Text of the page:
>Social Security Disability is a monthly benefit for individuals who are unable to engage in any substantial gainful activity by reason of any medically determinable physical or mental impairment which can be expected to result in death or which has lasted or can be expected to last for a continuous period of not less than 12 months. 42 U.S.C. 423 (d) (1) (A).
The amount depends on the money you have paid into the system. You must have been insured for 20 out of 40 quarters. (you have worked for at least 5 out of the last 10 years)
Pennsylvania Workers Comp is a benefit (reasonable, necessary and related medical bills, and 2/3 wage loss) for the inability to perform one’s pre-injury job. Work Comp is paid by the employer’s work comp carrier or if they are self-insured, then by the employer itself. In Social Security Disability, (paid by our Federal Gov’t) the question is broader and focuses on whether a person can work at all. In Pennsylvania Workers Comp, a person can be deemed partially disabled if they have an earning power, but one that is less than pre-injury. In the Social Security Disability arena, the issue is whether the person is totally disabled from “substantial gainful activity”.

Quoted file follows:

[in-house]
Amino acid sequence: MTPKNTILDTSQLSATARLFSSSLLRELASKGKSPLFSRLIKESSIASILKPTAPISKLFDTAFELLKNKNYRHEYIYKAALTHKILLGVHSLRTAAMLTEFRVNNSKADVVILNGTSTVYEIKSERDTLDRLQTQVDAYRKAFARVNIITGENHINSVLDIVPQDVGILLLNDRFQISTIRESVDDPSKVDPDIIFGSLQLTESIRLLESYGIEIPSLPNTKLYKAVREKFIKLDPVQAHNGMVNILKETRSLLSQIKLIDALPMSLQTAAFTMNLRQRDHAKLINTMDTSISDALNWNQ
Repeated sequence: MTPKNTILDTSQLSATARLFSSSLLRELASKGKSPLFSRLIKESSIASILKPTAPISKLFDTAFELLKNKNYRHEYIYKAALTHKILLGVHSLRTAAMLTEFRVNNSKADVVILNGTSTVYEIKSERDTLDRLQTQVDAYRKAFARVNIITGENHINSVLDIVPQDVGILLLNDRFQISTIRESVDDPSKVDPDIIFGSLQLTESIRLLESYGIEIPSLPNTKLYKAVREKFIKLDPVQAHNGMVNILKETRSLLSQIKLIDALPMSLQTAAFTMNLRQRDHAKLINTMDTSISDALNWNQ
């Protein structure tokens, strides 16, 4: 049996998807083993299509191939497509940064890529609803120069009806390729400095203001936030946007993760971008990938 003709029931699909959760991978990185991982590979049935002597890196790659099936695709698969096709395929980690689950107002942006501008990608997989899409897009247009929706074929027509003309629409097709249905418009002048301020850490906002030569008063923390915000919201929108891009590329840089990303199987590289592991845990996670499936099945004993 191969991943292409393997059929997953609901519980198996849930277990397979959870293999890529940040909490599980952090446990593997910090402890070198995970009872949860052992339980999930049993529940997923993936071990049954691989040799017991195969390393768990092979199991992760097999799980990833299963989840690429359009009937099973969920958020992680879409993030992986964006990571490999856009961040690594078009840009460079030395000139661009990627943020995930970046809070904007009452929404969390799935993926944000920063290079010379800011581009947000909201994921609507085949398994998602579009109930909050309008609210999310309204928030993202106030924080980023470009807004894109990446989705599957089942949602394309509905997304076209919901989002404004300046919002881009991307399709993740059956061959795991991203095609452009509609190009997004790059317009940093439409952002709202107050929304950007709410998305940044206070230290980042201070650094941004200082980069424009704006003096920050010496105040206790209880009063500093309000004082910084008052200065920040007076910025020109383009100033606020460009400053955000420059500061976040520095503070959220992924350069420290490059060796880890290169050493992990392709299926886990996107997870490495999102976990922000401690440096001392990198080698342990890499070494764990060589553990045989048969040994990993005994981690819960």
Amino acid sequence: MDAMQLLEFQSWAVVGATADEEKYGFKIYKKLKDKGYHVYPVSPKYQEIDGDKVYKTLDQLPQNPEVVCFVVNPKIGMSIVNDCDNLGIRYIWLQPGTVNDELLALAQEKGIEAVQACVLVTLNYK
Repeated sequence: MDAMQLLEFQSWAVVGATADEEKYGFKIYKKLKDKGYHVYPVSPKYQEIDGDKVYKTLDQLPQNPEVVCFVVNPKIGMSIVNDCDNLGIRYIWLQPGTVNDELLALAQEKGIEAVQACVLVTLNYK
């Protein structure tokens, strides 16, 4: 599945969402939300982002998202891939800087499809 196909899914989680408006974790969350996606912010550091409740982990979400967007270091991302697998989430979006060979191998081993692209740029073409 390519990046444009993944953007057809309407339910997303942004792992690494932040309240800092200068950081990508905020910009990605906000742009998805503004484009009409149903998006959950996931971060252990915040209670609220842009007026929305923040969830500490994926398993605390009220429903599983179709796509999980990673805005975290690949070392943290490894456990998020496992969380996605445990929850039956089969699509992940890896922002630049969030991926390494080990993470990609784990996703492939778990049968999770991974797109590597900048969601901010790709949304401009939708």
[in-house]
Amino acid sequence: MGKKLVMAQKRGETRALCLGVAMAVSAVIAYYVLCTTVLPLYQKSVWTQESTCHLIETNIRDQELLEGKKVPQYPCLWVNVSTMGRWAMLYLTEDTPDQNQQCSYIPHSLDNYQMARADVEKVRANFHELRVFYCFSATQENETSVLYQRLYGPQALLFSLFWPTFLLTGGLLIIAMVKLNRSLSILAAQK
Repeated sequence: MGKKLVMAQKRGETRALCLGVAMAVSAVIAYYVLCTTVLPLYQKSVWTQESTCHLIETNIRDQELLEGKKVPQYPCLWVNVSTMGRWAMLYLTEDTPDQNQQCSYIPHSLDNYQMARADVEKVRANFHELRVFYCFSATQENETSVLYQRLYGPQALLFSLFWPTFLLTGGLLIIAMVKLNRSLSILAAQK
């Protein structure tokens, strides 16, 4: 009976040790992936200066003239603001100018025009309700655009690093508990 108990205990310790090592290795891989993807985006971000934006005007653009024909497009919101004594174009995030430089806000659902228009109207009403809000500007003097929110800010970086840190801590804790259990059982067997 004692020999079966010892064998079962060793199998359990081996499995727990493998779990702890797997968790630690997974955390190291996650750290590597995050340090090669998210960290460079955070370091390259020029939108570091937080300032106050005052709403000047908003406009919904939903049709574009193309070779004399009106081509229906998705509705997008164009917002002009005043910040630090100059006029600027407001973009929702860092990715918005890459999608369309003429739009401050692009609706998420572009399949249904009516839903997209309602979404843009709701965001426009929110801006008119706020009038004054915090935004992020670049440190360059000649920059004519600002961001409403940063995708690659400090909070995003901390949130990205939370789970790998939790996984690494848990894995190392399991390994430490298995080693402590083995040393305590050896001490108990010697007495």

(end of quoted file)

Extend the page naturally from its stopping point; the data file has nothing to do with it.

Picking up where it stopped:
Can a person who is receiving Pennsylvania workers comp benefits, still apply for Social Security Disability benefits? Yes. In some cases, however, it is wise to wait until the Pennsylvania Workers Comp case is settled or over, before applying for SSD because complex Medicare issues can arise.
Your SSD monthly amount will be reduced depending on the amount of workers comp you may be receiving.
SSI is for those who are disabled and poor- the max benefit is $637 per month. Generally speaking, if one qualifies for welfare, then one should qualify for SSI.
This is a just a very simple and broad outline of SSD and PA Work Comp. For more information about the interplay between SSD and PA Workers Comp, call Michael W. Cardamone at 215.206.9068 or email firstname.lastname@example.org